Being in debt to nature is dangerous, because when water reserves are depleted and there is neither clean air nor arable land left, we will not have a second planet to provide us with these resources. But that's the scenario we are headed for right now.
On August 1, 2018, an annual event known as the “Ecological Debt Day” took place. That day marks the date when more resources have already been consumed than the planet can generate in a year. This 2018 is the earliest date on which it has been indicated.
One of the aspects that exerts the most pressure on the limitations of the planet is our food system. This represents the way in which humanity grows, produces, transports and consumes food. The way these activities are carried out today are conducive to climate change and deforestation. Freshwater reserves and biodiversity are diminishing.
We must transform today's food systems to produce more nutritious food with less environmental impact. To this end, a series of initiatives are already underway throughout the world. Here we present five scientific proposals, related to raising livestock, growing food and recycling wastewater.
All of them could help us pay off this growing debt that we have with the planet.
Reduce animal emissions: After the energy and transport sectors, the food system constitutes one of the main emitters of greenhouse gases. It is responsible for around a quarter of total emissions.
Raising livestock to produce meat and dairy accounts for 14.5%, due to the methane gas that the animals expel.
A research promoted by the International Institute for Agricultural Research is working in Brazil and Uruguay to identify cows that produce lower methane emissions.
Once identified, they can be raised and reproduced naturally. This measure is expected to reduce emissions associated with livestock by between 5 and 20%.
Recover forgotten foods: 75% of the food produced in the world comes from only twelve types of crops and five animal species. Some 940 species of cultivated plants are estimated to be in danger of extinction.
There are many forgotten foods that are resistant to climate change, loaded with nutrients and could be produced in a sustainable way. The African eggplant is red or orange in color and has leaves that are extremely rich in calcium, iron and beta-carotene (which the body transforms into vitamin A).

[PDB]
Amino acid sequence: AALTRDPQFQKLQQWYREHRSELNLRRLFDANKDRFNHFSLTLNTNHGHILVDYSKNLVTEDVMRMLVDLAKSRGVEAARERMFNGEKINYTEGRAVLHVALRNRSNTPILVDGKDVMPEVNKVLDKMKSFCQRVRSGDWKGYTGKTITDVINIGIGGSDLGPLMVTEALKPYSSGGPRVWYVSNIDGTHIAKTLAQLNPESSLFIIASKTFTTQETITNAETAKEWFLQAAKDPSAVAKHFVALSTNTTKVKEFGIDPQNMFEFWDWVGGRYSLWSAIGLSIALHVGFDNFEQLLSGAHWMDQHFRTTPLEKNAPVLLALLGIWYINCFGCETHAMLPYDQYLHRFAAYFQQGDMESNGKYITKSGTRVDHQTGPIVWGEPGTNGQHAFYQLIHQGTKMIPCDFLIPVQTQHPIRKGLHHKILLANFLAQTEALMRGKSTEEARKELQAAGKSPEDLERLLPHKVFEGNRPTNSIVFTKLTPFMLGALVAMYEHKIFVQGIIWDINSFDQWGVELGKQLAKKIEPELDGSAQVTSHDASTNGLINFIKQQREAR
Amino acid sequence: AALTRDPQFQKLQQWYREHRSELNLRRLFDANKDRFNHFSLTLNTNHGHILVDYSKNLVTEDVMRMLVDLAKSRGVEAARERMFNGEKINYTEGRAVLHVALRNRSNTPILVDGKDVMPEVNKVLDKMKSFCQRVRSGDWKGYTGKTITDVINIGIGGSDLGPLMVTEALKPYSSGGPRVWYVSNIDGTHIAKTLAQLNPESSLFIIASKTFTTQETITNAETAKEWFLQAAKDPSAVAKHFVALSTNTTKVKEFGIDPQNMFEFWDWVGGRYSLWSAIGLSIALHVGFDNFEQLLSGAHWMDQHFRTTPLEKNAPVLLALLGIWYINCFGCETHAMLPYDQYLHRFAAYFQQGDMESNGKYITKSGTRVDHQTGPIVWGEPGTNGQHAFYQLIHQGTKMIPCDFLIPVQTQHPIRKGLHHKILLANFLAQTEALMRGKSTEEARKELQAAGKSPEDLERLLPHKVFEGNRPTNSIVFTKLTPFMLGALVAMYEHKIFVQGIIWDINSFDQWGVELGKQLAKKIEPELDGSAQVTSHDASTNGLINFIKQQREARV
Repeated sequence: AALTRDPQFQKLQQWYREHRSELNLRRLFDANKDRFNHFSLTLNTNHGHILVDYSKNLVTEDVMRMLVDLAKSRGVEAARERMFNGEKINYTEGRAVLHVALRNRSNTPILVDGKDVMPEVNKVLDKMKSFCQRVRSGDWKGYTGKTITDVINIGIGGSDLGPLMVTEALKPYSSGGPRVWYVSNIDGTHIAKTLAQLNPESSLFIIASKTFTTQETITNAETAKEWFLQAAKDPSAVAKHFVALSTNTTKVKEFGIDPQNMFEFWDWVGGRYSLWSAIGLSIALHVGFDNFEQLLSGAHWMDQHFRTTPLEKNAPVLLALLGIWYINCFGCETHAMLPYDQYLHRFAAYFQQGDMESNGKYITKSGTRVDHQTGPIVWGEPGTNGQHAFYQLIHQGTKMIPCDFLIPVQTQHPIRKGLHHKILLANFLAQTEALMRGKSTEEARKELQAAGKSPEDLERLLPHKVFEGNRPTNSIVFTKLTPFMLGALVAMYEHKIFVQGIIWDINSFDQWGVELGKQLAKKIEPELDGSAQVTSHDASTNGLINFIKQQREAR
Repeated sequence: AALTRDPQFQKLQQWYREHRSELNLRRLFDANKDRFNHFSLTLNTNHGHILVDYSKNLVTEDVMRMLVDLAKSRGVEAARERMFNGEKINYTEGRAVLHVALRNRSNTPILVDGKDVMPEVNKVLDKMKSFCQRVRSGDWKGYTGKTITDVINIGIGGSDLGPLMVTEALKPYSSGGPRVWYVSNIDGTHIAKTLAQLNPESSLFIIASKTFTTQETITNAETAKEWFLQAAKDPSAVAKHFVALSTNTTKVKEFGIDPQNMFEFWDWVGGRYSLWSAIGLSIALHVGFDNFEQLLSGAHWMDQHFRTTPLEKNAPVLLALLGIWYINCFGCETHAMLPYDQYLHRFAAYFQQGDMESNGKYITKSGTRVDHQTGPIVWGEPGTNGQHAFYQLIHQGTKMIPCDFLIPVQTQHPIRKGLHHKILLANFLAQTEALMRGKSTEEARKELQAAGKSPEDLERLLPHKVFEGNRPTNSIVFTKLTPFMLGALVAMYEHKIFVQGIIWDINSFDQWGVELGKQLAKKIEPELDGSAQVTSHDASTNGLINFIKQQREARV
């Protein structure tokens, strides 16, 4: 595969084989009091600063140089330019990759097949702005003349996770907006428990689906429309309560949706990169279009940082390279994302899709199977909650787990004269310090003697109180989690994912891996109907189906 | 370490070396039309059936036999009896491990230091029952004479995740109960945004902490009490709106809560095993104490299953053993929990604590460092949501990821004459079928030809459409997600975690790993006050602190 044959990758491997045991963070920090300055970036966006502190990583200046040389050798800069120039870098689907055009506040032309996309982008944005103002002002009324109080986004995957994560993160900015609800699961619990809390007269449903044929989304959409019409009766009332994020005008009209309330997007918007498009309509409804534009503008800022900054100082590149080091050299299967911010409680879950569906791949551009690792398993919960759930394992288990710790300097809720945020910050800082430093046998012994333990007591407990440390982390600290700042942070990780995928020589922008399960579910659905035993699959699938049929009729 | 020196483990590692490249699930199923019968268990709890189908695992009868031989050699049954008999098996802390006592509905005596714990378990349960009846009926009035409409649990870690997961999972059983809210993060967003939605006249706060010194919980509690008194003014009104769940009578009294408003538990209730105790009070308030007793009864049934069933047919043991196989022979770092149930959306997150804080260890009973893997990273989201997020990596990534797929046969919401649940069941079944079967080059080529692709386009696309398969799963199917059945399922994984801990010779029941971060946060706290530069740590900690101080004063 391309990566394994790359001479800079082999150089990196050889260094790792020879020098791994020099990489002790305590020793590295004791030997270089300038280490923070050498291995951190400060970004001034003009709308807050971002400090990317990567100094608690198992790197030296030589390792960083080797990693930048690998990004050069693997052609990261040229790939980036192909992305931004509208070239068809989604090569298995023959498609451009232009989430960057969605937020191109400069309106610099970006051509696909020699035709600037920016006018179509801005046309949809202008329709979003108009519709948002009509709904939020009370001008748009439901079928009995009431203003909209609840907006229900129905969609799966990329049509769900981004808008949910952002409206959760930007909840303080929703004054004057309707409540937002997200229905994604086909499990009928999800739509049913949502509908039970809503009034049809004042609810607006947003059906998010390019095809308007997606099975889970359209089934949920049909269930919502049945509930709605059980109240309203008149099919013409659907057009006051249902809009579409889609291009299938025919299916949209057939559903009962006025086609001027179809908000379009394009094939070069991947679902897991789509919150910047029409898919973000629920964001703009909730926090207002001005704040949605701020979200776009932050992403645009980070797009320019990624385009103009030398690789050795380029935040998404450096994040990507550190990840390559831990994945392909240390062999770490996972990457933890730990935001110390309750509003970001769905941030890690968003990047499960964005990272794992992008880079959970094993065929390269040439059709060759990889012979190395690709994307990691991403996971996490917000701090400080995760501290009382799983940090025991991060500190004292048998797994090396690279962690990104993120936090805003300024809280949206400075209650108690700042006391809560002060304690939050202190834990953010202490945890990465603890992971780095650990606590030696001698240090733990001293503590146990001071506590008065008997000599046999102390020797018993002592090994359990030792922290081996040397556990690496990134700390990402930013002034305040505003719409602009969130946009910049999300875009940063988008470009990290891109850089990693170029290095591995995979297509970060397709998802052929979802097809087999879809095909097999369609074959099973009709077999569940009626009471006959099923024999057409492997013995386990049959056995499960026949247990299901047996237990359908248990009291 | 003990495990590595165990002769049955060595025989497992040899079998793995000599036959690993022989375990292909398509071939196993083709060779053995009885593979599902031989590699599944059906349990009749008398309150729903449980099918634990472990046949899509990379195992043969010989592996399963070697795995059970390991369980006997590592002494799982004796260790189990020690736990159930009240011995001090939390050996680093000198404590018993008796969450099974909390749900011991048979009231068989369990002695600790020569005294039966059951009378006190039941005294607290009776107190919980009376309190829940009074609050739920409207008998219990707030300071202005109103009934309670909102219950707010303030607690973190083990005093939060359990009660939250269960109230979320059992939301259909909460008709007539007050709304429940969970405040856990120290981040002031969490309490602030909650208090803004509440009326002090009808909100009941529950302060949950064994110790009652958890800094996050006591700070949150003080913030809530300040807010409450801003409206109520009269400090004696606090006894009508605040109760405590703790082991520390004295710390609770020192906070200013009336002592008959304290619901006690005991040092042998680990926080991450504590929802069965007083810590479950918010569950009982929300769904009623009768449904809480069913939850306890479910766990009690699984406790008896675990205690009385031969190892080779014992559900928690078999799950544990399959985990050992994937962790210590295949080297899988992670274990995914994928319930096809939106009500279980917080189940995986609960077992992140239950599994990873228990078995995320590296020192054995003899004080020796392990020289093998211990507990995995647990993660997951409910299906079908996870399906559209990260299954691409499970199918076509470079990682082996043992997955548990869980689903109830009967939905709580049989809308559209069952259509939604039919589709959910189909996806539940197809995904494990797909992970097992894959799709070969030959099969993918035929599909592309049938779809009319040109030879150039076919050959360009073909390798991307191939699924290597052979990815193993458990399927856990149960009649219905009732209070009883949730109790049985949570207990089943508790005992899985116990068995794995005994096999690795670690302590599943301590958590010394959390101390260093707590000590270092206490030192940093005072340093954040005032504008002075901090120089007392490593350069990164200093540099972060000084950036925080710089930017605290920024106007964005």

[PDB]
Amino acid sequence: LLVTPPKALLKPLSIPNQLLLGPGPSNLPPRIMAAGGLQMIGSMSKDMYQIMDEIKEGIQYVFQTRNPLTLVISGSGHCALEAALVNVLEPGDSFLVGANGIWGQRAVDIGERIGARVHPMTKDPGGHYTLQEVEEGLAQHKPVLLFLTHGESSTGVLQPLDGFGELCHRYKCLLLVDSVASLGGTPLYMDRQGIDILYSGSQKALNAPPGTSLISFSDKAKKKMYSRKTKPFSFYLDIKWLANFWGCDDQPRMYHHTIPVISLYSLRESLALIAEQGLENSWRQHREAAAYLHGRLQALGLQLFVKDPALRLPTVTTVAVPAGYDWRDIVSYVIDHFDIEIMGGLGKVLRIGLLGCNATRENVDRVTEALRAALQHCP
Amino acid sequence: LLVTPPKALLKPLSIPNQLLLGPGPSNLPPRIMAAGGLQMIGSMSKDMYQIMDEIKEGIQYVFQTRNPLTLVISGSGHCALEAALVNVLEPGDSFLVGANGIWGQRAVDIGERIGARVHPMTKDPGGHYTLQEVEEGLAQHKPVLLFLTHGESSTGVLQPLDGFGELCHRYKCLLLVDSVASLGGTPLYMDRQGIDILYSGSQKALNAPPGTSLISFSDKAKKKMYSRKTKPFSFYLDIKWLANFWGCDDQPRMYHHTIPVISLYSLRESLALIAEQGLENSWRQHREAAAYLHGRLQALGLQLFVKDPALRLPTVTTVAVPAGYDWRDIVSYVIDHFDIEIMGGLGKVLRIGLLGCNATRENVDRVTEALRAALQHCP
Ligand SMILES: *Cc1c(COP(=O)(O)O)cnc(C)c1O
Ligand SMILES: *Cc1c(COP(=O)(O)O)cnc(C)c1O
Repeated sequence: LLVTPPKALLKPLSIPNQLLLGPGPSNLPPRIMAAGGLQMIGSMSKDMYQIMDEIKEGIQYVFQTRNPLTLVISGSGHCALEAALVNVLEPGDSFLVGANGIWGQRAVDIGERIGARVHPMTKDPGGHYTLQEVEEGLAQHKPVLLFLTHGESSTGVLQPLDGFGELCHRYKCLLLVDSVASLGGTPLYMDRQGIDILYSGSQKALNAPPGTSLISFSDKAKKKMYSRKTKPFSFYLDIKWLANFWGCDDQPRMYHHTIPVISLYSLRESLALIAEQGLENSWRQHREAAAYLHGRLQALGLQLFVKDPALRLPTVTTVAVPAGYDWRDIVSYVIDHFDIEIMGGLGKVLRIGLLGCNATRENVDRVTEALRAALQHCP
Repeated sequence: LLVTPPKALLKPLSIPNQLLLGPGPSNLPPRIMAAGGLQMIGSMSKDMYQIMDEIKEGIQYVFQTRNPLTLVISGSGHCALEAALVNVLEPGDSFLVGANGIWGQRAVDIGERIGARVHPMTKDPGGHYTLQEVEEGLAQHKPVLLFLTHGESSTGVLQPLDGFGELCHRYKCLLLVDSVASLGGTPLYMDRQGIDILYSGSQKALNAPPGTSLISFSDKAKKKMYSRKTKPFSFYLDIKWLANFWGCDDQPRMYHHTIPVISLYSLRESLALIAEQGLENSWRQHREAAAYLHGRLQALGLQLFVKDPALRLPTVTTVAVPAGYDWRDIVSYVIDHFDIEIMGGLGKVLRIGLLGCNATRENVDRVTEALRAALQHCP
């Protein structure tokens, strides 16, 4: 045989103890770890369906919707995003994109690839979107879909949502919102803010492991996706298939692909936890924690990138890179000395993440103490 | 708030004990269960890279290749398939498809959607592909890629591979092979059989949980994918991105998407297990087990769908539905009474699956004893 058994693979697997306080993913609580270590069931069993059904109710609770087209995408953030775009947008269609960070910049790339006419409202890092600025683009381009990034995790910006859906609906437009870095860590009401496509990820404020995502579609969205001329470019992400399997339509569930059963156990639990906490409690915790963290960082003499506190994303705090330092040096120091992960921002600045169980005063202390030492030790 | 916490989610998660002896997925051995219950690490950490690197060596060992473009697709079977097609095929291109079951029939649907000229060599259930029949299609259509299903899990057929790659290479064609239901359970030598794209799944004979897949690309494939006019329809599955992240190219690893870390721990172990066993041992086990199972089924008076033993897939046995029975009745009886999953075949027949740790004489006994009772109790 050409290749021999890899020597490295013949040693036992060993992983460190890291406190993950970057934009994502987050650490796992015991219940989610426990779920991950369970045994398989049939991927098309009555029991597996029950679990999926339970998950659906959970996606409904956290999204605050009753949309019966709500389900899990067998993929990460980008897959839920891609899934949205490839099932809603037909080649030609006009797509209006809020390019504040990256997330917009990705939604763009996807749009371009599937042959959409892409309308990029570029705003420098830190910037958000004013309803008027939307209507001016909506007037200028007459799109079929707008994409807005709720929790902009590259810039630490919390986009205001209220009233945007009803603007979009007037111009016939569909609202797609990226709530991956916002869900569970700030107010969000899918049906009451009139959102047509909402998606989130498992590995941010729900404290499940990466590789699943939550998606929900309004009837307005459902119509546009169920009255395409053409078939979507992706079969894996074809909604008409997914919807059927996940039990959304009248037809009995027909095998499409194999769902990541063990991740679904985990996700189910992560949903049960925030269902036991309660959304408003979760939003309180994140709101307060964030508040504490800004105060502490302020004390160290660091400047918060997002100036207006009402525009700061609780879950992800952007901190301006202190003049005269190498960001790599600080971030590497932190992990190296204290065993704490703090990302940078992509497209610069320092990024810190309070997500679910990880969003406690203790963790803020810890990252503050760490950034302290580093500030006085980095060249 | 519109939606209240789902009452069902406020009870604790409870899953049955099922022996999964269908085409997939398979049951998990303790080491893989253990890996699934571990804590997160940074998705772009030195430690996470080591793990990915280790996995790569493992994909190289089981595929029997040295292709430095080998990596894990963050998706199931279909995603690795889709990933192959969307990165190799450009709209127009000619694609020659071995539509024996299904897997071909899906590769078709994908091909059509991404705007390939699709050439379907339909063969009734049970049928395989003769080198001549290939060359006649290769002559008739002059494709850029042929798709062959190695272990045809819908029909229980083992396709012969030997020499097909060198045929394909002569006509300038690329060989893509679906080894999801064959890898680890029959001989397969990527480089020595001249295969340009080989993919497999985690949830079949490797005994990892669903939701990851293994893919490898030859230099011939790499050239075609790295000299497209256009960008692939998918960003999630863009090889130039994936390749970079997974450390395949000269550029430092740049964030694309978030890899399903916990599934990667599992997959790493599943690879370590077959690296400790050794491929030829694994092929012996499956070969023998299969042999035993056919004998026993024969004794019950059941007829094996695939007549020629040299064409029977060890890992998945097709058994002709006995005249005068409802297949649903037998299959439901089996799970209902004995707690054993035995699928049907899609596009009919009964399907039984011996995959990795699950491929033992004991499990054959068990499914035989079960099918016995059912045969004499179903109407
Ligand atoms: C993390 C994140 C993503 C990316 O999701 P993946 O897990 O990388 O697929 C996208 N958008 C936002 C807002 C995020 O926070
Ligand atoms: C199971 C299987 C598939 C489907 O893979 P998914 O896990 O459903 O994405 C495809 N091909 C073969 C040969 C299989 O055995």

It makes sense to study these abandoned nutritional treasures with the mission of supplying the world's demand for food. Scientists from the African Orphan Crops Consortium, organized by the World Agroforestry Center, use hybridization techniques with underutilized crops to improve their resilience and nutritional quality.
Precision farming: Nitrogen, phosphorus and potassium are essential nutrients for the growth of food crops. The abuse of these fertilizers begins to exceed the maximum amount of chemical substances that nature can assimilate.
A study carried out by the CGIAR Research Program on Climate Change, Agriculture and Food Security in a wheat growing area located in Mexico has shown that a more precise application of nitrogen significantly reduces emissions and discharges associated with its use. All this without affecting the crops.
Some researchers study and promote responsible practices to help farmers use fertilizers more efficiently. To do this, they analyze the amount of nitrogen present in the soil and the climate. They have tested portable sensors capable of calculating the nitrogen required by plants, which can tell farmers the optimal amount of fertilizer to use.
In 2017 and 2018, Mexican farmers in the Yaqui Valley already used devices with similar sensors attached to drones to obtain recommendations on the fertilizer needs of more than 400 hectares of wheat crops.
Control deforestation from the sky: It is estimated that agriculture was, between 2000 and 2010, responsible for 80% of global deforestation.
The production of palm oil, which is used in countless products, from bread to ice cream, is one of the main causes of deforestation. Farmers in producing countries are constantly destroying forests to plant oil palms.
The Center for International Forestry Research has developed a map that allows the control of unsustainable practices. It has a tool, known as the “Borneo Atlas”, which shows, through regularly updated satellite images, the impact of the island's 467 palm oil extracting plantations on nearby forest areas. Also any signs of expansion of existing plantations.
The objective is that this greater transparency promotes the elimination of unsustainable practices in supply chains by companies.
Recycle wastewater: About 84% of the world's fresh water is used for agriculture. It is expected that by 2030 the agricultural demand for water will exceed the amount of water available, leaving the demand for domestic use completely unsupplied.
More than half of the world's fresh water ends up as unusable waste. For this reason, the International Institute for Water Management has studied up to 24 proposals for the reuse of wastewater so that it is profitable.
In Bangladesh, for example, wastewater from a hospital complex, which would normally have ended up in a nearby river, has been reused in the production of protein-rich food for fish farming.
The benefits of the sale of these fish quickly exceeded the costs of the process, so that the proposal brought advantages both economically and in terms of food safety for the area.
Pay off our debt
Nature is relentless, like the collector of the tailcoat. But as these projects reflect, and many others managed by scientists around the world, humanity is not lost. We still have many options to explore to achieve a more sustainable food system and pay off our debt to the planet.
By Elwyn Grainger-Jones
Executive Director, CGIAR System Organization, CGIAR System Organization